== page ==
As I noted earlier today, the “revised” bailout bill is basically the same bill that the House rejected Monday with a number of minor adjustments designed solely to get 11 more votes in the House of Representatives:
NEW YORK (CNNMoney.com) — The core of the Senate financial bailout bill is the Bush administration’s plan to buy troubled assets from banks, but the proposal includes a number of new provisions aimed at Main Street.
The changes are intended to attract more votes in the House, which defeated an earlier version on Monday. In particular, they are designed to attract more House Republicans, two-thirds of whom voted no.
The Senate is set to vote on the bill Wednesday evening. Republican presidential nominee Sen. John McCain, R-Ariz., and Democratic nominee Sen. Barack Obama, D-Ill., said they would be present.
The House is expected to vote on Friday, according to aides to Democratic leaders.
The bill adds provisions to the House version – including temporarily raising the FDIC insurance cap to $250,000 from $100,000. It says the FDIC may not charge member banks more to cover the increase. But that doesn’t prevent the agency from doing so to cover existing concerns with the fund, according to Jaret Seiberg, a financial services analyst at the Stanford Group, a policy research firm.
Instead, the bill allows the FDIC to borrow from the Treasury to cover any losses that might occur as a result of the higher insurance limit.
The bill also adds in three key elements designed to attract House Republican votes – particularly popular tax measures that have garnered bipartisan support.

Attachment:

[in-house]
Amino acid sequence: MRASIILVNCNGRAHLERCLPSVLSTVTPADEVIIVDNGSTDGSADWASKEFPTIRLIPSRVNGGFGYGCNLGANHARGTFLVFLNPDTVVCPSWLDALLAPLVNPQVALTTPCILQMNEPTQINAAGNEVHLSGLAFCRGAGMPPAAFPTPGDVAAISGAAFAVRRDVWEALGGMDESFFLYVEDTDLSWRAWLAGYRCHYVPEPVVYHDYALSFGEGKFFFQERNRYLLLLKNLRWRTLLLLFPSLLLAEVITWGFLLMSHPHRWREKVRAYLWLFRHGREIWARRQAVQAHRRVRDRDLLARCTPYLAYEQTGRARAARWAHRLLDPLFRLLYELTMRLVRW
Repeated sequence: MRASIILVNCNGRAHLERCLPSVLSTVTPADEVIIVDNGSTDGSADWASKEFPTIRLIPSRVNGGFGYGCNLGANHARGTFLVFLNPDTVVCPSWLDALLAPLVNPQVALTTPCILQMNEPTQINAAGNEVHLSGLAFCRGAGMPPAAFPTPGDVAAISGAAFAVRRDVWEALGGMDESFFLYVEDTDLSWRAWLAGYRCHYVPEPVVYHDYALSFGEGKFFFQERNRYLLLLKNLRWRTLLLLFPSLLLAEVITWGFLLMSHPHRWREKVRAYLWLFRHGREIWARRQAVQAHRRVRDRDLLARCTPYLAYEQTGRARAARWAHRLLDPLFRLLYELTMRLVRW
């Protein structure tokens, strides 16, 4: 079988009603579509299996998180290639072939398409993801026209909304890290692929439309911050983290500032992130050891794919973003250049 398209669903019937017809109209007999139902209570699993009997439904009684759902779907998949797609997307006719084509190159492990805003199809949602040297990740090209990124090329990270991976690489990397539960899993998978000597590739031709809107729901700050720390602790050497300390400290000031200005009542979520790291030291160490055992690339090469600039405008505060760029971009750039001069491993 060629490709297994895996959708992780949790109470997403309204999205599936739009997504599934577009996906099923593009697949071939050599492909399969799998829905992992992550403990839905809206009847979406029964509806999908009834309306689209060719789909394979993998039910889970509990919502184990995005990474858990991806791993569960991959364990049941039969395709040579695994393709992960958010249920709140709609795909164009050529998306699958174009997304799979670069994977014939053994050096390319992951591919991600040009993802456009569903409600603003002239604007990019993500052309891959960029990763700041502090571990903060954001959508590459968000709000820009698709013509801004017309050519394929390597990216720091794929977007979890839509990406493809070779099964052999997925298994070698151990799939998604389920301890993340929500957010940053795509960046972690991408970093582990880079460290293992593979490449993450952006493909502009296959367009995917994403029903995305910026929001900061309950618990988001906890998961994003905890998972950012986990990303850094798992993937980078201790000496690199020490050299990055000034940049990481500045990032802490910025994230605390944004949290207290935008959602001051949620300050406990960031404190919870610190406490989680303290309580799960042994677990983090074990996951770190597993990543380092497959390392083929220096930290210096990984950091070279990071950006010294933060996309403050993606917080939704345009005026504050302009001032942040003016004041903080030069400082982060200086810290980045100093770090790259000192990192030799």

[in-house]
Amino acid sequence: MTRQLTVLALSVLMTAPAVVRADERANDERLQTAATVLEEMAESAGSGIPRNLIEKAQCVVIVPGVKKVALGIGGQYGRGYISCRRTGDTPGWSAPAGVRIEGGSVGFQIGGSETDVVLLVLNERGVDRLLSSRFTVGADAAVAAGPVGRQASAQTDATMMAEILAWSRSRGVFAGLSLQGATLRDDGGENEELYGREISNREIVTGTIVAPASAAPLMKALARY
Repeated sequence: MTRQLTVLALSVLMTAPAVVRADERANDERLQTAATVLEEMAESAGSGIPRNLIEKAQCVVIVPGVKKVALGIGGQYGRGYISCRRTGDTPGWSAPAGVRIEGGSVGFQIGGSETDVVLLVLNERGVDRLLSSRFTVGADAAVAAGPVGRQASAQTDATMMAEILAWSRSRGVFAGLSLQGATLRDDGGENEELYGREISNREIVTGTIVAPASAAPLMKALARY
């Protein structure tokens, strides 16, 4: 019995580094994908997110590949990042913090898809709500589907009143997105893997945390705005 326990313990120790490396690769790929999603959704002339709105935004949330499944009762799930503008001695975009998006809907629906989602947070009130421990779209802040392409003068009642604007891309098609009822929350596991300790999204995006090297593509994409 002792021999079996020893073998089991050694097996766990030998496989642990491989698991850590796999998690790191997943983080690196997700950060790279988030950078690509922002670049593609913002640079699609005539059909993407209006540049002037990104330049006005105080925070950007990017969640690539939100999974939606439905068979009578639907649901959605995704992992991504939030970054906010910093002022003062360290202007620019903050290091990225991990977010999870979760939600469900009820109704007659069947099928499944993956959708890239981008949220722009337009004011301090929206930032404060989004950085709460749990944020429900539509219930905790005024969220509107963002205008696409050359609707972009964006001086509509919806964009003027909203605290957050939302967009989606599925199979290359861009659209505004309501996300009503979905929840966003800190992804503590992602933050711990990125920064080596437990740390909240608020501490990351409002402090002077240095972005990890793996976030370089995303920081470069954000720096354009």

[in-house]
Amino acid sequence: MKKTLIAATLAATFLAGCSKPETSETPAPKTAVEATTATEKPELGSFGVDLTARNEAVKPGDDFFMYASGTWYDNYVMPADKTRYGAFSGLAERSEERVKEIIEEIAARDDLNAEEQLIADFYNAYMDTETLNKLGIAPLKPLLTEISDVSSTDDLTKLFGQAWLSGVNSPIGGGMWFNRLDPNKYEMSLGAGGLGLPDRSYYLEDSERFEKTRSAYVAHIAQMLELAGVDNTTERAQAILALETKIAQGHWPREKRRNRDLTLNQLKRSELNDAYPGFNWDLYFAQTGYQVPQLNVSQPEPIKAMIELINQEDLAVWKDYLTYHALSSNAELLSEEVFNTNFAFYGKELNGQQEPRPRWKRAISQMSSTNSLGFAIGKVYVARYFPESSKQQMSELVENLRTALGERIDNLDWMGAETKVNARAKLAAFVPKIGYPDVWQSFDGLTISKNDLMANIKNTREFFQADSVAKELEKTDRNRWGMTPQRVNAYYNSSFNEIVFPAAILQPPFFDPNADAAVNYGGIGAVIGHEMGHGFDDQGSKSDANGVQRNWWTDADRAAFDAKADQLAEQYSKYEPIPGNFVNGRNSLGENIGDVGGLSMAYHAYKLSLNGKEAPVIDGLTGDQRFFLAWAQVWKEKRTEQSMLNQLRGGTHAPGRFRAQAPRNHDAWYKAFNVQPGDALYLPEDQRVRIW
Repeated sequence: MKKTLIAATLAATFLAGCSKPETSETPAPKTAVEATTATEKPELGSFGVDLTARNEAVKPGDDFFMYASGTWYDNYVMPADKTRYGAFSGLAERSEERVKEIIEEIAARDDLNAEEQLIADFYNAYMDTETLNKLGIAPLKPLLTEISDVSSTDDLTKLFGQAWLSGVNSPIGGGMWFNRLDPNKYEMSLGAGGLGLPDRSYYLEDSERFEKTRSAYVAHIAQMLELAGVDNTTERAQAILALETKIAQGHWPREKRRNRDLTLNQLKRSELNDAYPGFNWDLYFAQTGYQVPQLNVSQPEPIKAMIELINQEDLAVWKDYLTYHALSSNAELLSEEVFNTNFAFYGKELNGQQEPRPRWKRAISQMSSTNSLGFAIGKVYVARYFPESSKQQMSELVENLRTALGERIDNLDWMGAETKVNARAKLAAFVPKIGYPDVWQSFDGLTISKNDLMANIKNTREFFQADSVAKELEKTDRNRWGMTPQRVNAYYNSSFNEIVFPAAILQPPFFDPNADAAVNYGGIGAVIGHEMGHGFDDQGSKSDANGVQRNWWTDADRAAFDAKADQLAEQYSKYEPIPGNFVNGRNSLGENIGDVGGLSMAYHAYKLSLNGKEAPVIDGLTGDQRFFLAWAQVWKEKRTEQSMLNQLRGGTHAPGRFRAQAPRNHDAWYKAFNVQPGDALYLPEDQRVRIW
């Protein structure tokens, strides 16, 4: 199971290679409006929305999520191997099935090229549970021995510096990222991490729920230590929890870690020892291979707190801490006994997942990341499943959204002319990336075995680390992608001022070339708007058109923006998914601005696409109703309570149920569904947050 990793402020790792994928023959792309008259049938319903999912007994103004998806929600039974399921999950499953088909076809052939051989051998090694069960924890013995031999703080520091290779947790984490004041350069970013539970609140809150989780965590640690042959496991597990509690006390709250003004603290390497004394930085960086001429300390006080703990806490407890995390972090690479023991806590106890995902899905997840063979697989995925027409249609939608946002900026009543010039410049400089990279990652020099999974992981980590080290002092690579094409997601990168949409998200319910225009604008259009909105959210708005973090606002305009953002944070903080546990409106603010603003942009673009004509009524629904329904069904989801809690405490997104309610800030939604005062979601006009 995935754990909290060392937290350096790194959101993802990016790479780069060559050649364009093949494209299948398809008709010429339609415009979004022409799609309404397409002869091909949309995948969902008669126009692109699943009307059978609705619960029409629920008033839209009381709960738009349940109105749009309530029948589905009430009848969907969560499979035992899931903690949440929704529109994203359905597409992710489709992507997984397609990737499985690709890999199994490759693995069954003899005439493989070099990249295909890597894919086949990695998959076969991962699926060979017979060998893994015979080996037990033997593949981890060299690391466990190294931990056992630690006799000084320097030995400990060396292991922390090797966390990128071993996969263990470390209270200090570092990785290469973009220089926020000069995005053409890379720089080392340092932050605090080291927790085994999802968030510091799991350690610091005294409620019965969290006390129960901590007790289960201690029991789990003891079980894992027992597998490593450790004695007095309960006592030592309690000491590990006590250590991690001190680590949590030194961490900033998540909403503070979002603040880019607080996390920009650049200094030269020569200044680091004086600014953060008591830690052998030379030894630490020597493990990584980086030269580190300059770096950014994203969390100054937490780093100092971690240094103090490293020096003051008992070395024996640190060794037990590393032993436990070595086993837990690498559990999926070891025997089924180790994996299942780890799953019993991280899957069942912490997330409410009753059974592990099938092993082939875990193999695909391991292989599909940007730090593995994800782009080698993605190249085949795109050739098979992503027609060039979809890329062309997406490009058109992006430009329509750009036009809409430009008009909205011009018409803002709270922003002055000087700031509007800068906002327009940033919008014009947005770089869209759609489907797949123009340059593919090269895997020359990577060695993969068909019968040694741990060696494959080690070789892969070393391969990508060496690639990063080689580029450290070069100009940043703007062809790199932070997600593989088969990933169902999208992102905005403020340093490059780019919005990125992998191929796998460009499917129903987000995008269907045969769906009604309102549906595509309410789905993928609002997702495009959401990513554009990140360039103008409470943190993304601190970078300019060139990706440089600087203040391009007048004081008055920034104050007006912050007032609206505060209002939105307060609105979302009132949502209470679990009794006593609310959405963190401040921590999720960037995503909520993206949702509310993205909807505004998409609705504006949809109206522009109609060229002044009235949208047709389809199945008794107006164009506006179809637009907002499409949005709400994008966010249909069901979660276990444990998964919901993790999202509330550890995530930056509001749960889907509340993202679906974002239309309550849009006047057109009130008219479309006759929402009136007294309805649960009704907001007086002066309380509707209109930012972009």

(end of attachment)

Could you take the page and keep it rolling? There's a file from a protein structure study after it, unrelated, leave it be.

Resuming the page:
It would extend a number of renewable energy tax breaks for individuals and businesses, including a deduction for the purchase of solar panels.
The Senate bill would also continue a host of other expiring tax breaks. Among them: the research and development credit for businesses and the credit that allows individuals to deduct state and local sales taxes on their federal returns.
In addition, the bill includes relief from the Alternative Minimum Tax, without which millions of Americans would have to pay the so-called “income tax for the wealthy.”
And just in case adding in these provisions, which do nothing to change what is fundamentally wrong with the bill, aren’t enough to convince 11 Representatives to change their votes, Ed Morrissey reports that they’re also throwing in a load of pork as well:
New Tax earmarks in Bailout bill
- Film and Television Productions (Sec. 502)
- Wooden Arrows designed for use by children (Sec. 503)
- 6 page package of earmarks for litigants in the 1989 Exxon Valdez incident, Alaska (Sec. 504)
Tax earmark “extenders” in the bailout bill.
- Virgin Island and Puerto Rican Rum (Section 308)
- American Samoa (Sec. 309)
- Mine Rescue Teams (Sec. 310)
- Mine Safety Equipment (Sec. 311)
- Domestic Production Activities in Puerto Rico (Sec. 312)
- Indian Tribes (Sec. 314, 315)
- Railroads (Sec. 316)
- Auto Racing Tracks (317)
- District of Columbia (Sec. 322)
- Wool Research (Sec. 325)
I love the auto racing tracks in particular. I can see the headlines now: “Global financial markets melt down, NASCAR, Caribbean rum hardest hit”. As many people have said now, I’d be more inclined to take this crisis seriously if people on the Hill didn’t use it to butter up their favored constituencies.
The cynicism with which the political leadership is treating this entire enterprise is rather striking, and would be surprising if it weren’t for the fact that we’ve seen this before, and will see it again.